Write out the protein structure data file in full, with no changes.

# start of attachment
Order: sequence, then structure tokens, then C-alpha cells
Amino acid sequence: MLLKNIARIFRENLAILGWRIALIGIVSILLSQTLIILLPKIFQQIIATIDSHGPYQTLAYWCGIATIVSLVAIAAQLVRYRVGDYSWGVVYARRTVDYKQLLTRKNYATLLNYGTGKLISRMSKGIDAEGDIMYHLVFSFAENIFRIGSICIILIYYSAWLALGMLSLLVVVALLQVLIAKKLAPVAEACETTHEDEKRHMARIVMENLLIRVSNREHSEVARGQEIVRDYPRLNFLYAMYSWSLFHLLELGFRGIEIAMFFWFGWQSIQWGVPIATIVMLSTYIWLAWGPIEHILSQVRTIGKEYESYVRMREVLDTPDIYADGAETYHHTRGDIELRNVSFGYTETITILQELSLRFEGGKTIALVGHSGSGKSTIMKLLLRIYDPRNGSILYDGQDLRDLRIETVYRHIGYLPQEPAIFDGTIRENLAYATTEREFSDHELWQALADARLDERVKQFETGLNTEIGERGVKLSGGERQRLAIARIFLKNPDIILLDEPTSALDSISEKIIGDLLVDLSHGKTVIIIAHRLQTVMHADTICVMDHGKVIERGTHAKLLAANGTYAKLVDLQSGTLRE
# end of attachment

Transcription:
Order: sequence, then structure tokens, then C-alpha cells
Amino acid sequence: MLLKNIARIFRENLAILGWRIALIGIVSILLSQTLIILLPKIFQQIIATIDSHGPYQTLAYWCGIATIVSLVAIAAQLVRYRVGDYSWGVVYARRTVDYKQLLTRKNYATLLNYGTGKLISRMSKGIDAEGDIMYHLVFSFAENIFRIGSICIILIYYSAWLALGMLSLLVVVALLQVLIAKKLAPVAEACETTHEDEKRHMARIVMENLLIRVSNREHSEVARGQEIVRDYPRLNFLYAMYSWSLFHLLELGFRGIEIAMFFWFGWQSIQWGVPIATIVMLSTYIWLAWGPIEHILSQVRTIGKEYESYVRMREVLDTPDIYADGAETYHHTRGDIELRNVSFGYTETITILQELSLRFEGGKTIALVGHSGSGKSTIMKLLLRIYDPRNGSILYDGQDLRDLRIETVYRHIGYLPQEPAIFDGTIRENLAYATTEREFSDHELWQALADARLDERVKQFETGLNTEIGERGVKLSGGERQRLAIARIFLKNPDIILLDEPTSALDSISEKIIGDLLVDLSHGKTVIIIAHRLQTVMHADTICVMDHGKVIERGTHAKLLAANGTYAKLVDLQSGTLRE